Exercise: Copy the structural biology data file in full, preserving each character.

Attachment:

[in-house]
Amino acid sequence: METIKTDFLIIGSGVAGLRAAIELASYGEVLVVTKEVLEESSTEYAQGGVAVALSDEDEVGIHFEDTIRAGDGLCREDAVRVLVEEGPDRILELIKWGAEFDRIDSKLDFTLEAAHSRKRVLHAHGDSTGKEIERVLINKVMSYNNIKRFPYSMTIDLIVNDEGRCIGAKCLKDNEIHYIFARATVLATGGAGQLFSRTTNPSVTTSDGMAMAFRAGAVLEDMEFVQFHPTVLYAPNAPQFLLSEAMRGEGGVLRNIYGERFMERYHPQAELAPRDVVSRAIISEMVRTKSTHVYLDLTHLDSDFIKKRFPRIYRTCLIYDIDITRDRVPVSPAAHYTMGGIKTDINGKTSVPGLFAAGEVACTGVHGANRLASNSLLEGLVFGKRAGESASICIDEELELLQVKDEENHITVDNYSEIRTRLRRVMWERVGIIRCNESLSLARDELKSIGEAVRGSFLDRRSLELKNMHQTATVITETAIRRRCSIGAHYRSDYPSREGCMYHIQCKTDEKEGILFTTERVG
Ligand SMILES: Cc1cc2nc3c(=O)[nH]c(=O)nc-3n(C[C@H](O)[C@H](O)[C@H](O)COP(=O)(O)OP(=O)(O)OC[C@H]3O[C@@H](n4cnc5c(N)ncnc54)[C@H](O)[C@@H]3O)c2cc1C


[in-house]
Amino acid sequence: METIKTDFLIIGSGVAGLRAAIELASYGEVLVVTKEVLEESSTEYAQGGVAVALSDEDEVGIHFEDTIRAGDGLCREDAVRVLVEEGPDRILELIKWGAEFDRIDSKLDFTLEAAHSRKRVLHAHGDSTGKEIERVLINKVMSYNNIKRFPYSMTIDLIVNDEGRCIGAKCLKDNEIHYIFARATVLATGGAGQLFSRTTNPSVTTSDGMAMAFRAGAVLEDMEFVQFHPTVLYAPNAPQFLLSEAMRGEGGVLRNIYGERFMERYHPQAELAPRDVVSRAIISEMVRTKSTHVYLDLTHLDSDFIKKRFPRIYRTCLIYDIDITRDRVPVSPAAHYTMGGIKTDINGKTSVPGLFAAGEVACTGVHGANRLASNSLLEGLVFGKRAGESASICIDEELELLQVKDEENHITVDNYSEIRTRLRRVMWERVGIIRCNESLSLARDELKSIGEAVRGSFLDRRSLELKNMHQTATVITETAIRRRCSIGAHYRSDYPSREGCMYHIQCKTDEKEGILFTTERVG
Ligand SMILES: Cc1cc2nc3c(=O)[nH]c(=O)nc-3n(C[C@H](O)[C@H](O)[C@H](O)COP(=O)(O)OP(=O)(O)OC[C@H]3O[C@@H](n4cnc5c(N)ncnc54)[C@H](O)[C@@H]3O)c2cc1C